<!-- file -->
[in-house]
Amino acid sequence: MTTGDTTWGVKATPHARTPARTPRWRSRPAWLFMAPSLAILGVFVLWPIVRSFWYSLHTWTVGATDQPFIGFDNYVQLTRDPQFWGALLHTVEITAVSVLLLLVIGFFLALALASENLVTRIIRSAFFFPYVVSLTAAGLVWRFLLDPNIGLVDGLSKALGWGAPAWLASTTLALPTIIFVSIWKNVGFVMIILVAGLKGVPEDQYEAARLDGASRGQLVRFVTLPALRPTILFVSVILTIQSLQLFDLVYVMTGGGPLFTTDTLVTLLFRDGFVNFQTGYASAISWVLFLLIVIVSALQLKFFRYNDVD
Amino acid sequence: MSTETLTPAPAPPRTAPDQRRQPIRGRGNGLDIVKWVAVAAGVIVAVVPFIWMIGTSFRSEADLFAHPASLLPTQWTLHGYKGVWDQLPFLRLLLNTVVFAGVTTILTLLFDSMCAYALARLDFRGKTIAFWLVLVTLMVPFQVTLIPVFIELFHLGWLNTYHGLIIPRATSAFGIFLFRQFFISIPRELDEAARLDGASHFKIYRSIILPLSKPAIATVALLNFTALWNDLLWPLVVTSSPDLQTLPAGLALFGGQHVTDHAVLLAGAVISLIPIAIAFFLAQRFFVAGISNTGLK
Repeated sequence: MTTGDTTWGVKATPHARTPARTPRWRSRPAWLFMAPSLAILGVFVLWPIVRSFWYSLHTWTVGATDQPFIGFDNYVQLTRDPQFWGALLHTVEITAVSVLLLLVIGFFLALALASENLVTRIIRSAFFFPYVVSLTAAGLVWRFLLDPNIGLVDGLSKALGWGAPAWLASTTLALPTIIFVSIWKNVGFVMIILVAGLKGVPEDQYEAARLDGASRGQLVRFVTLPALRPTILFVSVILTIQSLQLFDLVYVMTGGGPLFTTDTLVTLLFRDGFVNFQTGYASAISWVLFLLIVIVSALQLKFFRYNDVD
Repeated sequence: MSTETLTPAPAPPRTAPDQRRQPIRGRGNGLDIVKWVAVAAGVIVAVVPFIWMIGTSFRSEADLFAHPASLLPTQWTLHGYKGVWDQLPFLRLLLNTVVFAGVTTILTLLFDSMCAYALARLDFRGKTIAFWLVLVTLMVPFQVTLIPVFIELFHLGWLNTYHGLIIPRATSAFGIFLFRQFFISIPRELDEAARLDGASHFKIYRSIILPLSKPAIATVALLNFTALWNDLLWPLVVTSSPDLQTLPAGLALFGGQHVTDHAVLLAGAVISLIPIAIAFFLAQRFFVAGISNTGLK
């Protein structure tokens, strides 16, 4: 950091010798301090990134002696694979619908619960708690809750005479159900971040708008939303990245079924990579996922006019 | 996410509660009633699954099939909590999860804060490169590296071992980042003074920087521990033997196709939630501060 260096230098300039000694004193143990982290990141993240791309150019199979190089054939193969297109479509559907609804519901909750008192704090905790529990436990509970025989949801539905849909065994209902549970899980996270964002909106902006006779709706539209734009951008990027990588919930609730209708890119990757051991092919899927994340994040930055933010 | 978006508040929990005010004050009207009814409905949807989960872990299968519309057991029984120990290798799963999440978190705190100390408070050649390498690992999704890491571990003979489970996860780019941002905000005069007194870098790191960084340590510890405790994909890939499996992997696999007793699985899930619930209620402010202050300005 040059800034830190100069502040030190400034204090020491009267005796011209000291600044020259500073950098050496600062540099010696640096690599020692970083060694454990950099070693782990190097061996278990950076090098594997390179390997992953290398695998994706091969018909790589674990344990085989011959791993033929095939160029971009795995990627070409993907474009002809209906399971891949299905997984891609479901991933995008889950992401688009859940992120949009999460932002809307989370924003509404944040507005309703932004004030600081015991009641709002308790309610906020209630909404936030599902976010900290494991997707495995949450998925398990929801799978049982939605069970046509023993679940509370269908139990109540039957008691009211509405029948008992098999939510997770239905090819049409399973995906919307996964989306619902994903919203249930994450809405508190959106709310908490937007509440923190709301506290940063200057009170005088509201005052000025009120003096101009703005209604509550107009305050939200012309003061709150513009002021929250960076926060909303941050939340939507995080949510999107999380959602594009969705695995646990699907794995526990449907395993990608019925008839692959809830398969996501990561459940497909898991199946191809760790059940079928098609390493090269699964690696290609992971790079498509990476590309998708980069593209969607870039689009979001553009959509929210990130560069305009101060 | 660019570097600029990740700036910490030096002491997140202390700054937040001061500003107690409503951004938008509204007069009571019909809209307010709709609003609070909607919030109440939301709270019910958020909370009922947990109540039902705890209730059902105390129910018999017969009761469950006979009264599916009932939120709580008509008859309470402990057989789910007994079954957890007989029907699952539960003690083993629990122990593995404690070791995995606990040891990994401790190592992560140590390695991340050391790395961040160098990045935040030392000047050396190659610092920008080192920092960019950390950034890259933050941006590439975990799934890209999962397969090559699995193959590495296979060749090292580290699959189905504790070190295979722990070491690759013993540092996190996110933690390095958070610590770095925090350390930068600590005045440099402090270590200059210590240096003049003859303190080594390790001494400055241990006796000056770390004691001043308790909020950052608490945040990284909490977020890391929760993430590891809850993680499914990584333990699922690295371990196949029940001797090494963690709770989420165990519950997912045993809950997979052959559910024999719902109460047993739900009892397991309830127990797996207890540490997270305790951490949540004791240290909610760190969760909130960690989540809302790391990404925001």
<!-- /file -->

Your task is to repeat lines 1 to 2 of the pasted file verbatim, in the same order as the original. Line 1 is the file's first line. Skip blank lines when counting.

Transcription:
[in-house]
Amino acid sequence: MTTGDTTWGVKATPHARTPARTPRWRSRPAWLFMAPSLAILGVFVLWPIVRSFWYSLHTWTVGATDQPFIGFDNYVQLTRDPQFWGALLHTVEITAVSVLLLLVIGFFLALALASENLVTRIIRSAFFFPYVVSLTAAGLVWRFLLDPNIGLVDGLSKALGWGAPAWLASTTLALPTIIFVSIWKNVGFVMIILVAGLKGVPEDQYEAARLDGASRGQLVRFVTLPALRPTILFVSVILTIQSLQLFDLVYVMTGGGPLFTTDTLVTLLFRDGFVNFQTGYASAISWVLFLLIVIVSALQLKFFRYNDVD